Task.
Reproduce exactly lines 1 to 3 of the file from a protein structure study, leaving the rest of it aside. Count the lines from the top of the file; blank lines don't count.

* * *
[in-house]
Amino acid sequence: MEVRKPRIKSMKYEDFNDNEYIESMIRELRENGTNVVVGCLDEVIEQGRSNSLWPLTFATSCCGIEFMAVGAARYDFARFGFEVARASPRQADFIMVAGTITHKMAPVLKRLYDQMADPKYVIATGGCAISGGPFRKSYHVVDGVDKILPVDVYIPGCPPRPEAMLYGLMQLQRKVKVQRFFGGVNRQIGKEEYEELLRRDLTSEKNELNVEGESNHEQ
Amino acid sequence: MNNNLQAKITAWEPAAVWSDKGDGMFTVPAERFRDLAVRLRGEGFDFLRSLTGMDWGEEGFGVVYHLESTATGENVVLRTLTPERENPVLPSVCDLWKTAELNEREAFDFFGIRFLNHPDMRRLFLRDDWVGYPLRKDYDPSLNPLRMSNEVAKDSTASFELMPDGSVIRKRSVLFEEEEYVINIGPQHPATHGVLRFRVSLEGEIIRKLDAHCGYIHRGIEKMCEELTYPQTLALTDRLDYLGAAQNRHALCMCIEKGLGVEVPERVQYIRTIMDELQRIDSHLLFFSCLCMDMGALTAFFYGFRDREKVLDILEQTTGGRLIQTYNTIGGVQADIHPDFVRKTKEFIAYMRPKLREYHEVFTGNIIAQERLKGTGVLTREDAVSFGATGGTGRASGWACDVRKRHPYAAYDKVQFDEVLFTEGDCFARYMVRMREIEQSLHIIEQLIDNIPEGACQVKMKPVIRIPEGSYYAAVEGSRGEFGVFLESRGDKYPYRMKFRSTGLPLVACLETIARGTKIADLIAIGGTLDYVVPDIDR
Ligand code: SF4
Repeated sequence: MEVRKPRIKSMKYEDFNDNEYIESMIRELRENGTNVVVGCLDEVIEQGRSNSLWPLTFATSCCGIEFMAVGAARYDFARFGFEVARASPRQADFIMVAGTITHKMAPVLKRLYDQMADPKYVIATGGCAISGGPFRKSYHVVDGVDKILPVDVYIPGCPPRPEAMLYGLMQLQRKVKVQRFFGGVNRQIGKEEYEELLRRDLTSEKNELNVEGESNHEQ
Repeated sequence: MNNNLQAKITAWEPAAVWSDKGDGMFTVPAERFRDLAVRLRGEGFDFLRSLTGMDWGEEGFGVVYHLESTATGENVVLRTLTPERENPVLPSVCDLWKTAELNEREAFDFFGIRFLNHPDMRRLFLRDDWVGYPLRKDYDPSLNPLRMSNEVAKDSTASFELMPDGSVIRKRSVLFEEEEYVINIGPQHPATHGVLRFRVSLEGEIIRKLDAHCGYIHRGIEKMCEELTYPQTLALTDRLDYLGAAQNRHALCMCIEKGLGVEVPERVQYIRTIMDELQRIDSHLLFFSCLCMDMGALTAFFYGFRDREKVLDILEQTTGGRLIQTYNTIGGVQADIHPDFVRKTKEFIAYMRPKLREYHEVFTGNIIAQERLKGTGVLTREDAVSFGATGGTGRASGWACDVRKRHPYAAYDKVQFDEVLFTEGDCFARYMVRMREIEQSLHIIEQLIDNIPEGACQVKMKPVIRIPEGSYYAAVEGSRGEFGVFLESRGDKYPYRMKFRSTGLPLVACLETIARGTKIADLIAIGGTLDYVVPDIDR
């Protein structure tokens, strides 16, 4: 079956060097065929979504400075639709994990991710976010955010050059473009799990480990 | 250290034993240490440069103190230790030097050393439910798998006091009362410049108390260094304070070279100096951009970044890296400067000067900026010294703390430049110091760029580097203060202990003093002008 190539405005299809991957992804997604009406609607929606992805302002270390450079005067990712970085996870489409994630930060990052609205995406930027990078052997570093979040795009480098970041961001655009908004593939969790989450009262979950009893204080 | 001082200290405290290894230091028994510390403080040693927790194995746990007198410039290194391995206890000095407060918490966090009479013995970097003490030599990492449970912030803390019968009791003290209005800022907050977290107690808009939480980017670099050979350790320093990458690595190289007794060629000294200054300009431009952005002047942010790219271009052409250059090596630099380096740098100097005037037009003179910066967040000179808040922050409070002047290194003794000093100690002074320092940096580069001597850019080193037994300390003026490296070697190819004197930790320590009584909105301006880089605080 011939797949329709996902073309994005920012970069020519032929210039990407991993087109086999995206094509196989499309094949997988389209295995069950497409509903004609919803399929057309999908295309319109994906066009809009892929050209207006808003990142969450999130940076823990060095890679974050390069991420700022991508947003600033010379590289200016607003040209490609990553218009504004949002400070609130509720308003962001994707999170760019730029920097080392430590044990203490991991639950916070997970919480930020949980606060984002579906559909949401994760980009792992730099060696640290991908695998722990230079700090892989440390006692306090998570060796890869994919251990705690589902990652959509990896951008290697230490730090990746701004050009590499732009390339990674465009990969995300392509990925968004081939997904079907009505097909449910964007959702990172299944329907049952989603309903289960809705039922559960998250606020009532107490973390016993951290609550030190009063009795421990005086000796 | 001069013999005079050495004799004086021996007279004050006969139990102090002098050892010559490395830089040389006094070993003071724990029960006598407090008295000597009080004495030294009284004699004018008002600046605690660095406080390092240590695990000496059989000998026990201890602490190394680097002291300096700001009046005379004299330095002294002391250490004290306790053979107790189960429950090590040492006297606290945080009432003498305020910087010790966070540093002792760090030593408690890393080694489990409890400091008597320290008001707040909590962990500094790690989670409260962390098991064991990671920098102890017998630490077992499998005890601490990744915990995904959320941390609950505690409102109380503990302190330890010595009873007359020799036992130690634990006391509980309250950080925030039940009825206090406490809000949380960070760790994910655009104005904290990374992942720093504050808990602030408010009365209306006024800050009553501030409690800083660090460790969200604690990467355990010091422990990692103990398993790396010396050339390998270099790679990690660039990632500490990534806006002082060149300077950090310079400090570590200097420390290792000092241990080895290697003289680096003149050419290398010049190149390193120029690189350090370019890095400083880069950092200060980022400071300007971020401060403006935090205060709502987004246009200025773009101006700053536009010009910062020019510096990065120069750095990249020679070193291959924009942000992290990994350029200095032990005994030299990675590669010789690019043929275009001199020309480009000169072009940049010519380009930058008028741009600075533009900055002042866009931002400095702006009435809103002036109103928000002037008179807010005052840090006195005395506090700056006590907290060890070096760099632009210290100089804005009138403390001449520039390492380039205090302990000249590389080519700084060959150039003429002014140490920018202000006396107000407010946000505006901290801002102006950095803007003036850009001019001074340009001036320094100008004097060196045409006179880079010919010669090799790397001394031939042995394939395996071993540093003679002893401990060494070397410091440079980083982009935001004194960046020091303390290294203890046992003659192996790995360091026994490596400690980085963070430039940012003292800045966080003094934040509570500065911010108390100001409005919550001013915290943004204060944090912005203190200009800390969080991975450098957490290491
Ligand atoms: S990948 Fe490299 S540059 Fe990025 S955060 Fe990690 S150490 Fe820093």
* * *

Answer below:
[in-house]
Amino acid sequence: MEVRKPRIKSMKYEDFNDNEYIESMIRELRENGTNVVVGCLDEVIEQGRSNSLWPLTFATSCCGIEFMAVGAARYDFARFGFEVARASPRQADFIMVAGTITHKMAPVLKRLYDQMADPKYVIATGGCAISGGPFRKSYHVVDGVDKILPVDVYIPGCPPRPEAMLYGLMQLQRKVKVQRFFGGVNRQIGKEEYEELLRRDLTSEKNELNVEGESNHEQ
Amino acid sequence: MNNNLQAKITAWEPAAVWSDKGDGMFTVPAERFRDLAVRLRGEGFDFLRSLTGMDWGEEGFGVVYHLESTATGENVVLRTLTPERENPVLPSVCDLWKTAELNEREAFDFFGIRFLNHPDMRRLFLRDDWVGYPLRKDYDPSLNPLRMSNEVAKDSTASFELMPDGSVIRKRSVLFEEEEYVINIGPQHPATHGVLRFRVSLEGEIIRKLDAHCGYIHRGIEKMCEELTYPQTLALTDRLDYLGAAQNRHALCMCIEKGLGVEVPERVQYIRTIMDELQRIDSHLLFFSCLCMDMGALTAFFYGFRDREKVLDILEQTTGGRLIQTYNTIGGVQADIHPDFVRKTKEFIAYMRPKLREYHEVFTGNIIAQERLKGTGVLTREDAVSFGATGGTGRASGWACDVRKRHPYAAYDKVQFDEVLFTEGDCFARYMVRMREIEQSLHIIEQLIDNIPEGACQVKMKPVIRIPEGSYYAAVEGSRGEFGVFLESRGDKYPYRMKFRSTGLPLVACLETIARGTKIADLIAIGGTLDYVVPDIDR